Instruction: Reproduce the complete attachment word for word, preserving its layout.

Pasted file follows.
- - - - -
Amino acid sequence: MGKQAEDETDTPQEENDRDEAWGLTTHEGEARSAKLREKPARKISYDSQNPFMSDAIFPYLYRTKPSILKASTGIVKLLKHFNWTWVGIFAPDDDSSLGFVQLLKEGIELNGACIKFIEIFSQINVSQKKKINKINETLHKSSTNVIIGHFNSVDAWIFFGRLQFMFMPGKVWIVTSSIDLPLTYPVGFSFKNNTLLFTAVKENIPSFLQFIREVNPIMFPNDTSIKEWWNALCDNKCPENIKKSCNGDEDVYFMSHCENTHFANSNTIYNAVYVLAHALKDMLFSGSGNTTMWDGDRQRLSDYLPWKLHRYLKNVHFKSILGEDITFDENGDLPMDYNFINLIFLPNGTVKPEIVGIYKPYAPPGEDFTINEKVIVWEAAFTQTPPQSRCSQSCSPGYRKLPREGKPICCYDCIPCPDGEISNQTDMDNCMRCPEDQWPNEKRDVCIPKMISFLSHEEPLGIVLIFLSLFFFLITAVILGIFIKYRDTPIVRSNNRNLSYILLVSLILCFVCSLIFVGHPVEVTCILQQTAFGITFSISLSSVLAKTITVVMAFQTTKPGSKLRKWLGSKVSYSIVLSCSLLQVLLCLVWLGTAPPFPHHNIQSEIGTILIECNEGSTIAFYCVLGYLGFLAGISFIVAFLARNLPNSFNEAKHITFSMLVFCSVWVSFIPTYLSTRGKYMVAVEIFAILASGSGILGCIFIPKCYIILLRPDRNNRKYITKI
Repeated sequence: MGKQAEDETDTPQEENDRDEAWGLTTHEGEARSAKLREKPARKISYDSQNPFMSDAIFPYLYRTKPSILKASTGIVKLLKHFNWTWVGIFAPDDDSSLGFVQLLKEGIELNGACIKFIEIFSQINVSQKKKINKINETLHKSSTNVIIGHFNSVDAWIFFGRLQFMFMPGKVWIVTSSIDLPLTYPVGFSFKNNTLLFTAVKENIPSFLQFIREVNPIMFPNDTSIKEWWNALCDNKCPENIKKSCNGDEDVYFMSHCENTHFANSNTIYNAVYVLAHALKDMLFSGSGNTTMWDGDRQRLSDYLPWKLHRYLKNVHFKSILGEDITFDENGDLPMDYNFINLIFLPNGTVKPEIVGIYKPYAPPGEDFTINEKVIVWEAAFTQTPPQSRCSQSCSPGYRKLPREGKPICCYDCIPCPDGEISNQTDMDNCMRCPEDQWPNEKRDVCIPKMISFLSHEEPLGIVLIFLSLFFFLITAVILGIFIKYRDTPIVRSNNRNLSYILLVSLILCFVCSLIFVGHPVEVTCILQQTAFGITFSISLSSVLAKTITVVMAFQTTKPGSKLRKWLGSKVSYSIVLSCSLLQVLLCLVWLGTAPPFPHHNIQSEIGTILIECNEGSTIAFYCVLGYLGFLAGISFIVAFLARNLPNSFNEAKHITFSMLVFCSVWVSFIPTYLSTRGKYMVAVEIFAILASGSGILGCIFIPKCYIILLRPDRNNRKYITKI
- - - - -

Amino acid sequence: MGKQAEDETDTPQEENDRDEAWGLTTHEGEARSAKLREKPARKISYDSQNPFMSDAIFPYLYRTKPSILKASTGIVKLLKHFNWTWVGIFAPDDDSSLGFVQLLKEGIELNGACIKFIEIFSQINVSQKKKINKINETLHKSSTNVIIGHFNSVDAWIFFGRLQFMFMPGKVWIVTSSIDLPLTYPVGFSFKNNTLLFTAVKENIPSFLQFIREVNPIMFPNDTSIKEWWNALCDNKCPENIKKSCNGDEDVYFMSHCENTHFANSNTIYNAVYVLAHALKDMLFSGSGNTTMWDGDRQRLSDYLPWKLHRYLKNVHFKSILGEDITFDENGDLPMDYNFINLIFLPNGTVKPEIVGIYKPYAPPGEDFTINEKVIVWEAAFTQTPPQSRCSQSCSPGYRKLPREGKPICCYDCIPCPDGEISNQTDMDNCMRCPEDQWPNEKRDVCIPKMISFLSHEEPLGIVLIFLSLFFFLITAVILGIFIKYRDTPIVRSNNRNLSYILLVSLILCFVCSLIFVGHPVEVTCILQQTAFGITFSISLSSVLAKTITVVMAFQTTKPGSKLRKWLGSKVSYSIVLSCSLLQVLLCLVWLGTAPPFPHHNIQSEIGTILIECNEGSTIAFYCVLGYLGFLAGISFIVAFLARNLPNSFNEAKHITFSMLVFCSVWVSFIPTYLSTRGKYMVAVEIFAILASGSGILGCIFIPKCYIILLRPDRNNRKYITKI
Repeated sequence: MGKQAEDETDTPQEENDRDEAWGLTTHEGEARSAKLREKPARKISYDSQNPFMSDAIFPYLYRTKPSILKASTGIVKLLKHFNWTWVGIFAPDDDSSLGFVQLLKEGIELNGACIKFIEIFSQINVSQKKKINKINETLHKSSTNVIIGHFNSVDAWIFFGRLQFMFMPGKVWIVTSSIDLPLTYPVGFSFKNNTLLFTAVKENIPSFLQFIREVNPIMFPNDTSIKEWWNALCDNKCPENIKKSCNGDEDVYFMSHCENTHFANSNTIYNAVYVLAHALKDMLFSGSGNTTMWDGDRQRLSDYLPWKLHRYLKNVHFKSILGEDITFDENGDLPMDYNFINLIFLPNGTVKPEIVGIYKPYAPPGEDFTINEKVIVWEAAFTQTPPQSRCSQSCSPGYRKLPREGKPICCYDCIPCPDGEISNQTDMDNCMRCPEDQWPNEKRDVCIPKMISFLSHEEPLGIVLIFLSLFFFLITAVILGIFIKYRDTPIVRSNNRNLSYILLVSLILCFVCSLIFVGHPVEVTCILQQTAFGITFSISLSSVLAKTITVVMAFQTTKPGSKLRKWLGSKVSYSIVLSCSLLQVLLCLVWLGTAPPFPHHNIQSEIGTILIECNEGSTIAFYCVLGYLGFLAGISFIVAFLARNLPNSFNEAKHITFSMLVFCSVWVSFIPTYLSTRGKYMVAVEIFAILASGSGILGCIFIPKCYIILLRPDRNNRKYITKI